European kingdoms used to fight each other just because it was the right season. They still fight each other but they do it in the form of pro soccer teams.
If the countries that have these terrorist organizations took more advantage of sports there would no doubt be a significant drop in terror attacks on the rest of the world.
Give the kids something to belive in then they won't grow up first throwing rocks at soldiers then grenades and then strapping bombs to themselves.
Maybe we should start the NFL Middle Eastern Conference. We could send the Chargers and the Red Skins over there.
We could then bomb the area with refridgerators filled with light beer and send red cross parcels of chips and dip. UN packages of Bratworst and Kraut would follow.
Seriously. If these people had more to believe in than the destruction of the rest of the world things could be better. I know i'm not that fond of texas or texans but I'm not going to bomb them. I will just revel in the fact that the OU Sooner will once again take the field at the Cotton Bowl and soundly thrash the troops of Mack Brown of UT.
Sports may not be the answer but its fun, entertaining, somewhat educational and sure beats being mad at the rest of the world

(2) Anonymous, October 15, 2001 12:00 AM

I see your point...partially

I understand where you are coming from, both literally and metaphorically. But Cliff is a Hollywood producer. I am a New Yorker who saw what happened on September 11th, and truthfully, I NEED sports right now. I am sick of the news. I need a few moments in my day of escapism, where I can pretend that the world is all right. It may be easier to pretend in other parts of the country (when I have traveled even as close as Philly, Hartford or Boston, it feels profoundly different) -- but here, in all honesty, those guys are heroes for giving me a few hours a day when I won't have to cry.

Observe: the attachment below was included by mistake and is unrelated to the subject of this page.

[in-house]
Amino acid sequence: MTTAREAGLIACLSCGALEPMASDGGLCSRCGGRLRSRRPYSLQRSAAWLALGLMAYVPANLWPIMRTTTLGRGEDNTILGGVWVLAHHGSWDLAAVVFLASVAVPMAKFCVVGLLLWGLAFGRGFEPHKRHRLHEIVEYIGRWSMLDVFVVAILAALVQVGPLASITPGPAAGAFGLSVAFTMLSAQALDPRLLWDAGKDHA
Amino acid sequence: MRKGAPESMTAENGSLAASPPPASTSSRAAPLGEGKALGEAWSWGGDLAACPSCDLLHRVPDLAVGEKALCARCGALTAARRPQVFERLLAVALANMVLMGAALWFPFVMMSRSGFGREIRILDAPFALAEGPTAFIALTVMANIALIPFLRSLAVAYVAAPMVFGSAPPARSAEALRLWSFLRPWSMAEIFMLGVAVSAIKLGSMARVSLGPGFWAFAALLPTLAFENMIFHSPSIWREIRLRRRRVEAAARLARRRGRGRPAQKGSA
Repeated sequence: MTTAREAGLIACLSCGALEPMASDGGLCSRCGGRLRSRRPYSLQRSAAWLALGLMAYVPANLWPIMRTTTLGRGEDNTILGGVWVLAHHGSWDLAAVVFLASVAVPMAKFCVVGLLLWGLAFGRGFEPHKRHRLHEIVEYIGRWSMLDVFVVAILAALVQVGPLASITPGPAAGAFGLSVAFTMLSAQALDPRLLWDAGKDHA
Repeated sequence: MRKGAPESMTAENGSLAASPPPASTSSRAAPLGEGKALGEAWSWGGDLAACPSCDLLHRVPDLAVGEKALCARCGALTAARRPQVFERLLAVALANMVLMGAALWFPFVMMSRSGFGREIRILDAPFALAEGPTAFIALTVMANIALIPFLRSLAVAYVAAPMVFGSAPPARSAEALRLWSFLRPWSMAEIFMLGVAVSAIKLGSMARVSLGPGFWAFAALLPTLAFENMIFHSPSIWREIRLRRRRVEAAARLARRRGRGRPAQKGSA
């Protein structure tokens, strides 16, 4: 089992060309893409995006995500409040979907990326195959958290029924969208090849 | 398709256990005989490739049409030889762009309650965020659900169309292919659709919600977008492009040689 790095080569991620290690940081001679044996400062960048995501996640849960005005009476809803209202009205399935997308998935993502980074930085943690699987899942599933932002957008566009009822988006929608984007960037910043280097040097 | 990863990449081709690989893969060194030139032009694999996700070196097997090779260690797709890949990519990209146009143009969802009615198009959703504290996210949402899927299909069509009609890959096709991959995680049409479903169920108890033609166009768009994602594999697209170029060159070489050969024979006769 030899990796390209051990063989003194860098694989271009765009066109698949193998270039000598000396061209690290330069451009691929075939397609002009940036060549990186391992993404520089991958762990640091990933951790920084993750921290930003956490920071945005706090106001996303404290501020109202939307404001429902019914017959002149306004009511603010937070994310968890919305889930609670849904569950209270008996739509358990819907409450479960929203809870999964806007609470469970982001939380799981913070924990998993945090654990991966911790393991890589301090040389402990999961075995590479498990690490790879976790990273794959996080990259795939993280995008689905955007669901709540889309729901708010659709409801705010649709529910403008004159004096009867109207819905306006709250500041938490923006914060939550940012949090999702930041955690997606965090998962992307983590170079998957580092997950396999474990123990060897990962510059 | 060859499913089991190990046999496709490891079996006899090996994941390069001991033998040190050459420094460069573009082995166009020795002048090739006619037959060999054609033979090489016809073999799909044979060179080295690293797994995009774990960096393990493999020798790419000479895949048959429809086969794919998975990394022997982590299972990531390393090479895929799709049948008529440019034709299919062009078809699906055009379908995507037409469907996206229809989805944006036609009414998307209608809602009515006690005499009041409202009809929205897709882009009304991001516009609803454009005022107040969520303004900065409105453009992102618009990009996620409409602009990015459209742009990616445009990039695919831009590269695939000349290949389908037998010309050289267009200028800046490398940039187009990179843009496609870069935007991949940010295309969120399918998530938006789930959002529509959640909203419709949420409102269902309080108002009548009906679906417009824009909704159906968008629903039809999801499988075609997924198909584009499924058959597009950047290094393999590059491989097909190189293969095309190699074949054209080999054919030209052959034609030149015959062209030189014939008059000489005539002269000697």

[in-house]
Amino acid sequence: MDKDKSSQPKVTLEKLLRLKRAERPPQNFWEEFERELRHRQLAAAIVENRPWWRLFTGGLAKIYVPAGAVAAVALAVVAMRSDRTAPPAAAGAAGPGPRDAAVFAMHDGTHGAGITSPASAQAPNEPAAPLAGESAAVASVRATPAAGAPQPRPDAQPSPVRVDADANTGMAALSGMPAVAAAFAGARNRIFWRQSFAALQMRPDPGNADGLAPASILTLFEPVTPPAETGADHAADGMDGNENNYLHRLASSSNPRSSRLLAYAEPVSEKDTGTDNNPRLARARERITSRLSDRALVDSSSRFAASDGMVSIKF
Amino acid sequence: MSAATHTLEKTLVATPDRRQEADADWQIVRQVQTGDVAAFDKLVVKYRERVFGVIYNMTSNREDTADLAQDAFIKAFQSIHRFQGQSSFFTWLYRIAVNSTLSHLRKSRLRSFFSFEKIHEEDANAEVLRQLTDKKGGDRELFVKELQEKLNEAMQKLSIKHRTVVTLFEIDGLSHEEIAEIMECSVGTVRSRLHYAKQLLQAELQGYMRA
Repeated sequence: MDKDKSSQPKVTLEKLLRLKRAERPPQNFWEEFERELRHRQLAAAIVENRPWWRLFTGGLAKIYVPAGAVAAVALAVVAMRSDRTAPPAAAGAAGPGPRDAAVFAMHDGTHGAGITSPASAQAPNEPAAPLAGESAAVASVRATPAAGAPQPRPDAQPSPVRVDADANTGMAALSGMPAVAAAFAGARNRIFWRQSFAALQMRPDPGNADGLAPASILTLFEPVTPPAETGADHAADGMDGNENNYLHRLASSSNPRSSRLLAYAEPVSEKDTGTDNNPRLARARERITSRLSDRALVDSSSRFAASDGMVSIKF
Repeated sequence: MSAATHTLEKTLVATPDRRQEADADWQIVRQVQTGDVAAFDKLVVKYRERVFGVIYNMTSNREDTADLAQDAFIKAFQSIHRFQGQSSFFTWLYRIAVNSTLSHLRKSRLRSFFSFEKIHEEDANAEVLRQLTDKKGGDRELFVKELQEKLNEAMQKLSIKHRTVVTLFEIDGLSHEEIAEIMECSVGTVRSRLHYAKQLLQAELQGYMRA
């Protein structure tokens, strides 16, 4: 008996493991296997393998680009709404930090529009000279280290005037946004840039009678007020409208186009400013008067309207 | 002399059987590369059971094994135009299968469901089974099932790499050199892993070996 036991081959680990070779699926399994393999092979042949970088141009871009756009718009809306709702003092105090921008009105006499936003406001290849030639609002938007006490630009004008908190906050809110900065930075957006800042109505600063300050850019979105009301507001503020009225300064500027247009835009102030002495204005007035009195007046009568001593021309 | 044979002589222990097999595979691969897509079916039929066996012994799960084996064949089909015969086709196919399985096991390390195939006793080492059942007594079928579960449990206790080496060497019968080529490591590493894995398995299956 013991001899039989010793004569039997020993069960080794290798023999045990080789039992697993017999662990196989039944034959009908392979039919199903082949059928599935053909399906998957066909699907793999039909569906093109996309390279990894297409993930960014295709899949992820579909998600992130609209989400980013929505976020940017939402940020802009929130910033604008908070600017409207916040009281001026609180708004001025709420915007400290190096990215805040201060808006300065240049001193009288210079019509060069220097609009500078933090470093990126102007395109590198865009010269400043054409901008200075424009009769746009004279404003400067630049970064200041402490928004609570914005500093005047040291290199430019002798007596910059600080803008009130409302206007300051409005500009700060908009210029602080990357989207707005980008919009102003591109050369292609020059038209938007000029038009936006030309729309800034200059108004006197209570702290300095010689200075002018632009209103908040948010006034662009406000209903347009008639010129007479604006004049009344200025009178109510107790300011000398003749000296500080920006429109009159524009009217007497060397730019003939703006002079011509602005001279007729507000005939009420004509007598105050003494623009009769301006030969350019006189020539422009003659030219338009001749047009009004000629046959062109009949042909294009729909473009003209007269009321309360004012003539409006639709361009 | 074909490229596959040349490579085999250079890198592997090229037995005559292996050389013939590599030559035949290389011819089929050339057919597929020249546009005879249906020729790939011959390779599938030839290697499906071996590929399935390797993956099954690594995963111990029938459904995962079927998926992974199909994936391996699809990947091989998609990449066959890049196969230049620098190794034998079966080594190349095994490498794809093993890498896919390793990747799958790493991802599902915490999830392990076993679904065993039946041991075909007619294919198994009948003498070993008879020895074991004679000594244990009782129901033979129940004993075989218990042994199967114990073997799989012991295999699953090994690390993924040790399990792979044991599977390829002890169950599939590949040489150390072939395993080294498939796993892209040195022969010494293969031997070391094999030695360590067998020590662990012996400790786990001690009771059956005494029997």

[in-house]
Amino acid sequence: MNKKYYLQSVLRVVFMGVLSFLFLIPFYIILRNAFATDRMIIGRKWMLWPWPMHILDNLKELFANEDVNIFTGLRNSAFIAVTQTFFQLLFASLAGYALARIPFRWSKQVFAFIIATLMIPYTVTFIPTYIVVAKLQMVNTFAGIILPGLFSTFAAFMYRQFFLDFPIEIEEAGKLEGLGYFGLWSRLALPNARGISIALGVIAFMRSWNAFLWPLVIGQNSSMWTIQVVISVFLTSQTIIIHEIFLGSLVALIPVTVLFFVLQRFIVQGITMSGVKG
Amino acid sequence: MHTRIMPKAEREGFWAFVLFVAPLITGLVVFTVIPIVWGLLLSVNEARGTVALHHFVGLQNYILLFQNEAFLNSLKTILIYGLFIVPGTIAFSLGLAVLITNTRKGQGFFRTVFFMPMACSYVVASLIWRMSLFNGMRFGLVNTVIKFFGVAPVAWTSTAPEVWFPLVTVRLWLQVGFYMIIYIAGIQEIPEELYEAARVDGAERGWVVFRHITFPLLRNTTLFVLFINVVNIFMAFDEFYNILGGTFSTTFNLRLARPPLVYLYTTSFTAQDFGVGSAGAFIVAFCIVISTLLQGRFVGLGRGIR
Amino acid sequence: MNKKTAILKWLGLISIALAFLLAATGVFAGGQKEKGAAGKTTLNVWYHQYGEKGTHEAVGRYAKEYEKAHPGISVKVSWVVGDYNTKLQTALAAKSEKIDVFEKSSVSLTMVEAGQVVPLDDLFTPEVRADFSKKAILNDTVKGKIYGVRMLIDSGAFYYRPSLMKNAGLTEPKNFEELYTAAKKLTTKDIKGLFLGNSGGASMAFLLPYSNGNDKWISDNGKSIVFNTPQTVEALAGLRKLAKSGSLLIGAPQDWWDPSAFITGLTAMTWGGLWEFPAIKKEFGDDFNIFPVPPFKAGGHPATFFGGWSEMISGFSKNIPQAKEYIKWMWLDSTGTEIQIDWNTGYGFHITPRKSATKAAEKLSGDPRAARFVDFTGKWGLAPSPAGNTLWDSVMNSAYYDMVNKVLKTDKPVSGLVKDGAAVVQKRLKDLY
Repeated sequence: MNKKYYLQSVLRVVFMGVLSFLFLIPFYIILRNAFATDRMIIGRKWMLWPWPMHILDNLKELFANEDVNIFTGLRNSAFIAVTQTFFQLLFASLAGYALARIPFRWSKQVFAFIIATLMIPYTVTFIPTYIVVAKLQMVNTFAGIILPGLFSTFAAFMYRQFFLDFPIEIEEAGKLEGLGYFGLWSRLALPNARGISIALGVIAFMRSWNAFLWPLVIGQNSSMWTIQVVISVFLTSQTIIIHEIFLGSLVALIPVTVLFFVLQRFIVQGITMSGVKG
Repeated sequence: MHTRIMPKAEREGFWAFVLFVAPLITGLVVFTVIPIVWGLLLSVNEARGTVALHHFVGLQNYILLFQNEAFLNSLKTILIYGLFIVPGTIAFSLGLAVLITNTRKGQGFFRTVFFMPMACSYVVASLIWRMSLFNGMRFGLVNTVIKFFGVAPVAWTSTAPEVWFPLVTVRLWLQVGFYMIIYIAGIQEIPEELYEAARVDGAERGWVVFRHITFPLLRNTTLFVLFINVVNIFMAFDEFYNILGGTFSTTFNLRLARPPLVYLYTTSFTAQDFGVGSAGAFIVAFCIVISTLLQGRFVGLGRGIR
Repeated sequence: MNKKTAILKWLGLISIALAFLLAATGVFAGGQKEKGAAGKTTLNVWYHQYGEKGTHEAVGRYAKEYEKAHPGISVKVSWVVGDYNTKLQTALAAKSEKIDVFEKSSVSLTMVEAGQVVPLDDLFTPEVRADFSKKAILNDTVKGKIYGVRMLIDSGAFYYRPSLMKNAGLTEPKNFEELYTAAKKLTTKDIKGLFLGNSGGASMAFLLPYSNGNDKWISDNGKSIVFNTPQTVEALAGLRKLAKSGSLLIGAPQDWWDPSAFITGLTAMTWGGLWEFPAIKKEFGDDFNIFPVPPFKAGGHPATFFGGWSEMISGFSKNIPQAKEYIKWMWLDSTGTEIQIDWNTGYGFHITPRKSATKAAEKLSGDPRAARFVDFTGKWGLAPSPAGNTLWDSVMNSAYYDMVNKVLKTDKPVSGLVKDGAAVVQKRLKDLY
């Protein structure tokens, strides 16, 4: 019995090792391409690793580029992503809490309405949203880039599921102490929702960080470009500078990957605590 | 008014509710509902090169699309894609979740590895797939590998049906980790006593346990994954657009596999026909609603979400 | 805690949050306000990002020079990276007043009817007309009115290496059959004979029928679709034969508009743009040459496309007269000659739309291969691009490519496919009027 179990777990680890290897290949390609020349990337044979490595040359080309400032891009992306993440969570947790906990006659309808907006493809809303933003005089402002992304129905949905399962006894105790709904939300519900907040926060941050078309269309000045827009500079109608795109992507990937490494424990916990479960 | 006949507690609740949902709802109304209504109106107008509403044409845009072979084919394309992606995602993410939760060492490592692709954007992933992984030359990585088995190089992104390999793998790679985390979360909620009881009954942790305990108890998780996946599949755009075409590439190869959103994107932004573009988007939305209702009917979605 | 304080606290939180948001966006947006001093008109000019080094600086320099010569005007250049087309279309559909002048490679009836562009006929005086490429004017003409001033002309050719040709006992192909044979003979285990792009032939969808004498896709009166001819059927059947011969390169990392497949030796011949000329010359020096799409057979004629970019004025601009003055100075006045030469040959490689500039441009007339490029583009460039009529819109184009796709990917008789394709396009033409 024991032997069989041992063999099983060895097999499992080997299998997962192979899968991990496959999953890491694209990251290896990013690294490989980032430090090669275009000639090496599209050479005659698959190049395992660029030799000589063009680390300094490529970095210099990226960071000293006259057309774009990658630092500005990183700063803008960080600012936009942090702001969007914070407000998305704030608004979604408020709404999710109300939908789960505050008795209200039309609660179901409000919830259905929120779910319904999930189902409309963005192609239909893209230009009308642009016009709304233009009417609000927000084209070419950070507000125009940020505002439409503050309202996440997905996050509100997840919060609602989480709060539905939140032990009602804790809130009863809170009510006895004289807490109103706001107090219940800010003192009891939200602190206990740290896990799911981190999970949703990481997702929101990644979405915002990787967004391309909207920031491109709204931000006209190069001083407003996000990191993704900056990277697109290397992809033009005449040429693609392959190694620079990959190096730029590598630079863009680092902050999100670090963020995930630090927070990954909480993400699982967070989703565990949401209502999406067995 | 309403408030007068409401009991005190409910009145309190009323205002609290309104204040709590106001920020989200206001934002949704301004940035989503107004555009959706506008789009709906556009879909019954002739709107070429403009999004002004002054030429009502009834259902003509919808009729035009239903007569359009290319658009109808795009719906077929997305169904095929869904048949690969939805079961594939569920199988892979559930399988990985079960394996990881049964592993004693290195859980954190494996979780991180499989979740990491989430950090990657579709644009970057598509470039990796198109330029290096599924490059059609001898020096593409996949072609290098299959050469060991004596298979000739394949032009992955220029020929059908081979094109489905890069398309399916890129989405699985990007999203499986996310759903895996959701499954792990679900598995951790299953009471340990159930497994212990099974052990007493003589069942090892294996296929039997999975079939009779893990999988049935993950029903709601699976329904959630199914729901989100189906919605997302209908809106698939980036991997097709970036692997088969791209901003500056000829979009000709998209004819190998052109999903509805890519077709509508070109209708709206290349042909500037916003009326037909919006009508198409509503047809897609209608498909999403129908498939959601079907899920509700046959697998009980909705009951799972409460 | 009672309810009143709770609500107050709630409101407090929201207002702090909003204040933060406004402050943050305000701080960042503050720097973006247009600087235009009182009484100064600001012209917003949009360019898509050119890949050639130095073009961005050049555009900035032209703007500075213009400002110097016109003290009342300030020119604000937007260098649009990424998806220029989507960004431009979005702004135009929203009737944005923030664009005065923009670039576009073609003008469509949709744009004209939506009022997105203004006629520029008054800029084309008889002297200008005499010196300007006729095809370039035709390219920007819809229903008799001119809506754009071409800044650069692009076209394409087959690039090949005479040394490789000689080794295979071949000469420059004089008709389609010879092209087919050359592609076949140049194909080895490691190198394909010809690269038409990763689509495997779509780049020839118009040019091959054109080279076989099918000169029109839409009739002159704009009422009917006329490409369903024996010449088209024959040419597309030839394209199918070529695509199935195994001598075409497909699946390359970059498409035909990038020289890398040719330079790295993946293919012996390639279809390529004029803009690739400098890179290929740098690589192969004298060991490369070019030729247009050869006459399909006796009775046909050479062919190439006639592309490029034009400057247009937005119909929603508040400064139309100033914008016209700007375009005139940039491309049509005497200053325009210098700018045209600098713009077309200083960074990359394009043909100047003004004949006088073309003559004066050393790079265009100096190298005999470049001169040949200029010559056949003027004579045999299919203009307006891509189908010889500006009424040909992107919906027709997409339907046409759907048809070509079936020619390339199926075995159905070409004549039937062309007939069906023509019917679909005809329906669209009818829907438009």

(1) Anonymous, October 3, 2001 12:00 AM

Great Article

Thank you, Cliff for speaking out on a topic that has been sorely overlooked in all of this. As an avid sports fan, I am finding myself turned off by the normality of sports since the attack. (The only bright spot was the Mets and the way they handled themselves through all of this.) What will it take? Or are we already beyond meaningful change as a society? Thanks again.